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Legislative Package Sets Priorities for Roanoke City

At last Monday’s council meeting Mayor David Bowers suggested that a separate resolution be included in the legislative package that would address the dangerous drug “K2.” The drug, sold as incense, is said to contain a synthetic marijuana substitute. Bowers suggested either uniting with other localities or preparing a separate resolution. Roanoke County Board of Supervisor member Mike Altizer has already asked to add language in the county’s legislative package that would label the drug a “controlled substance.”

The drug has been linked to dangerous reactions ranging from vomiting to seizures and is known to increase cardiovascular issues and poses potential life-threatening problems to other areas of the body.

The legislative package includes:

TransDominion Express Commission to be responsible, within the TransDominion Corridor, for identifying needed construction, reconstruction, improvements of or repairs to railroads and their facilities and equipment necessary to provide enhanced passenger rail service, coordinated with freight rail opportunities, within the Corridor.

Passenger Rail Service Funding to extend passenger rail service from Bristol through Roanoke and on to Lynchburg and then to Washington, D.C., and Richmond, Virginia (the “TransDominion Express”). Passenger rail service between Roanoke and Lynchburg should be given priority. Until funding is available for rail service, Roanoke asks that funding be made available to institute bus service between Roanoke and Lynchburg that will be coordinated with train schedules.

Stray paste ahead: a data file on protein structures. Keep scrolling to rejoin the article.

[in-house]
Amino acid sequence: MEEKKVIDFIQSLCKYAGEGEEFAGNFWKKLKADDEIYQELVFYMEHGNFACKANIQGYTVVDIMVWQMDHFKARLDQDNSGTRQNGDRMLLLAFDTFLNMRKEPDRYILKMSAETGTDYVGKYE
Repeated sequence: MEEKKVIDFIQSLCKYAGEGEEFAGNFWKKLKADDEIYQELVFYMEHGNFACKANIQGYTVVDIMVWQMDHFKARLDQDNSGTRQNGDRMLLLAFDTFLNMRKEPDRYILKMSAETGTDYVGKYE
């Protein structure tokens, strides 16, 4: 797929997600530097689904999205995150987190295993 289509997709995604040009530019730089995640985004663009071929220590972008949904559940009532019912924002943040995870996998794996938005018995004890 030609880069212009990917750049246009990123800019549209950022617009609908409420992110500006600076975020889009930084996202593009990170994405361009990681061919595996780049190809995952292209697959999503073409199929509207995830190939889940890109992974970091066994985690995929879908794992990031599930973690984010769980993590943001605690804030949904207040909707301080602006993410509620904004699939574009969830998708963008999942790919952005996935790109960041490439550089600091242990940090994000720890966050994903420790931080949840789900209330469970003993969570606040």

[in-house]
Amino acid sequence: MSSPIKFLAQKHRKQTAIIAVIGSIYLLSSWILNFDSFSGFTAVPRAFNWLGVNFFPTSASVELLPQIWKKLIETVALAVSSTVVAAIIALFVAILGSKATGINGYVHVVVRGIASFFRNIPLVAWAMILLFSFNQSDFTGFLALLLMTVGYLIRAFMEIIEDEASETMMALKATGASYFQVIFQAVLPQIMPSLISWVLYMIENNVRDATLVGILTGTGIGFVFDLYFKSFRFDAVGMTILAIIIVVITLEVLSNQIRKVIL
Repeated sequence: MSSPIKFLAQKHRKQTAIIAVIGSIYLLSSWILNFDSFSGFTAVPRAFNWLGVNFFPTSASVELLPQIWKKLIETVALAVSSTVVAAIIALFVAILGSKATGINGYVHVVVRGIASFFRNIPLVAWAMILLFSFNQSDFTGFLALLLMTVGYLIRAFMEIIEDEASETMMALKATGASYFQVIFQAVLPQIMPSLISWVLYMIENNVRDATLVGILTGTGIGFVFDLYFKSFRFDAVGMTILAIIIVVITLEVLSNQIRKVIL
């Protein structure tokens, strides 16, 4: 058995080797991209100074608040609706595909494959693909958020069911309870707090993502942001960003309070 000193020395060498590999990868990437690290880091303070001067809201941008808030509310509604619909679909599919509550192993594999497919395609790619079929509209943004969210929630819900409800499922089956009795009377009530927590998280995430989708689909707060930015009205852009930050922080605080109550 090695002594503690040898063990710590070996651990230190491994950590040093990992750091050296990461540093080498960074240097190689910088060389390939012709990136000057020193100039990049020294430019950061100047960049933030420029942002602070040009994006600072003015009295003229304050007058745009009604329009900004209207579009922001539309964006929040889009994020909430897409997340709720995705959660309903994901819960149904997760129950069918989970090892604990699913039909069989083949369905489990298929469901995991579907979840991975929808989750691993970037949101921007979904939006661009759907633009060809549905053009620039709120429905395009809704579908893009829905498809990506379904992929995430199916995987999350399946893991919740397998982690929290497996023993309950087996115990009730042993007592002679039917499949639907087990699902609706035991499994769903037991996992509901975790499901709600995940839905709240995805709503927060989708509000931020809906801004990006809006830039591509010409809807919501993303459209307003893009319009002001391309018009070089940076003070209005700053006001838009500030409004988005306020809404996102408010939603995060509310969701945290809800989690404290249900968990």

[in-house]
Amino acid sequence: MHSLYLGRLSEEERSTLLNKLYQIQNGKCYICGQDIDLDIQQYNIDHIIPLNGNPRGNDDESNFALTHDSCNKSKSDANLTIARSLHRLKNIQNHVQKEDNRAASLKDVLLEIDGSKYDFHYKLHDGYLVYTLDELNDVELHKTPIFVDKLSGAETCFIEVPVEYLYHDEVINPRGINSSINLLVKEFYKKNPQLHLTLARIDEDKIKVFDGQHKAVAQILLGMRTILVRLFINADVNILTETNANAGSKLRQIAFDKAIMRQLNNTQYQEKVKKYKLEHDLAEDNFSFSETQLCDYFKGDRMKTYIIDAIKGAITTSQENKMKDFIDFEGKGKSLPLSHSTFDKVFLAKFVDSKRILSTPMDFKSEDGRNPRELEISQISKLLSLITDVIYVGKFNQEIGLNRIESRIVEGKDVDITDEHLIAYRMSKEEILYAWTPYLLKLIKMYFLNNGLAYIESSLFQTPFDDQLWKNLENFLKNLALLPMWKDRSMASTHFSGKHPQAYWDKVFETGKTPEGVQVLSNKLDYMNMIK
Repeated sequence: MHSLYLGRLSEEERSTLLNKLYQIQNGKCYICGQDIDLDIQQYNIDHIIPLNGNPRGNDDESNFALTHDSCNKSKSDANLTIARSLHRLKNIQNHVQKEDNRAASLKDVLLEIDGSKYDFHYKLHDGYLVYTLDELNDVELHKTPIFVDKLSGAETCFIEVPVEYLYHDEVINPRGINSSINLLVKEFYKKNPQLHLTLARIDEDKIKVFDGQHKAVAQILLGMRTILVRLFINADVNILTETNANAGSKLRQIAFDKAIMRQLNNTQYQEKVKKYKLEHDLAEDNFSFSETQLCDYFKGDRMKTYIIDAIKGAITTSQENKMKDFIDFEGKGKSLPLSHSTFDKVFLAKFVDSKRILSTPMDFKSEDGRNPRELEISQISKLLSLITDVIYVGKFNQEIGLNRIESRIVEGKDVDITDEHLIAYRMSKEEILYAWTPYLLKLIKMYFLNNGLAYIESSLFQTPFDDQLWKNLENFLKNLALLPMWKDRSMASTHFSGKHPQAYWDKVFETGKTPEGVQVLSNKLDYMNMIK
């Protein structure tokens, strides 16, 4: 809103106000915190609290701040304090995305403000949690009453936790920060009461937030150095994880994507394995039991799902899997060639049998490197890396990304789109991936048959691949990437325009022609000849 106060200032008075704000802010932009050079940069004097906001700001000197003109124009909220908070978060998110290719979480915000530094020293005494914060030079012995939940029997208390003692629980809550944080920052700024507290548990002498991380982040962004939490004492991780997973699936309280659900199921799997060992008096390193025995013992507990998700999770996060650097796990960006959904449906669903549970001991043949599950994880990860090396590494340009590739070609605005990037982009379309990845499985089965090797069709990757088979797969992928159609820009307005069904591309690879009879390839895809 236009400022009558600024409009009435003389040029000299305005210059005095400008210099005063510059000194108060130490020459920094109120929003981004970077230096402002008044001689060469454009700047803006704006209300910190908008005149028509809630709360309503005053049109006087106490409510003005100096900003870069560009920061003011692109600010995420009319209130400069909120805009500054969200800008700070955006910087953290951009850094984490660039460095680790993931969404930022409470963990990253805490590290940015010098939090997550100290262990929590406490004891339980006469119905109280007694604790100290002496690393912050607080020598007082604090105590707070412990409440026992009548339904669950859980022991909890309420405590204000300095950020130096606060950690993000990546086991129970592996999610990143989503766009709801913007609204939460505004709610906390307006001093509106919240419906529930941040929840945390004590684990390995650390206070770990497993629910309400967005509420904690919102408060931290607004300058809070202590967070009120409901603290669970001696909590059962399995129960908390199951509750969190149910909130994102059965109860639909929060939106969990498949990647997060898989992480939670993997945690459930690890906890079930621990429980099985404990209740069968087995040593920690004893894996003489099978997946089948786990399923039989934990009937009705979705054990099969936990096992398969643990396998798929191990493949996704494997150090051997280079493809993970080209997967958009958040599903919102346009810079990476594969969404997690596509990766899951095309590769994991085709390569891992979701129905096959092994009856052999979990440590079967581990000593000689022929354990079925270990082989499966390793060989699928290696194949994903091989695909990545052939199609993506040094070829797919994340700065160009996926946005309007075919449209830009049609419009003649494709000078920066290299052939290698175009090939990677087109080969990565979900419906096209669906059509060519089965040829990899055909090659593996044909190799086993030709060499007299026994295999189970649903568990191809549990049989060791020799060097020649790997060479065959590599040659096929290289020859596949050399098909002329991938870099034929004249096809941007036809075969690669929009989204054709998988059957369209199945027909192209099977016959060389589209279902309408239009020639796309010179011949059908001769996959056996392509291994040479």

School Start Date authorization to set its school calendar so that students are required to attend school no earlier than two weeks prior to Labor Day.

Evictions as defined in the Code of Virginia require sheriffs to remove the personal property and place it in the “public way.” Neighborhoods have complained that it creates an unsightly pile of belongings that draws scavengers and subjects personal belongings to the weather. The nuisance is an expense to the City’s taxpayers. The Code of Virginia should eliminate the provisions permitting the personal property being placed in the “public way.”

Education Funding by the state is a constitutional duty and the City opposes shifting funding responsibility from the state to localities. The state should consider alternatives to generate additional funds to fulfill the constitutional commitment to education including raising the sales tax or decreasing the amount of funding for the personal property tax exemption program. The state should not continue to maintain and increase educational requirements while at the same time decreasing state funding.

Virginia High School League should be examined to ensure its mission, activities and decision-making processes are consistent with those of the state Department of Education and supportive of all Virginia school districts and the unique characteristics therein.

Other wish list items included reduced requirements for legal notices, a plastic bag tax, the sale of spray paint to minors, outdoor smoking limitations, weapons in government buildings and opposition to eliminating the business license tax or the machinery and tools tax. City Council will meet with legislators in November.

By Valerie Garner
[email protected]

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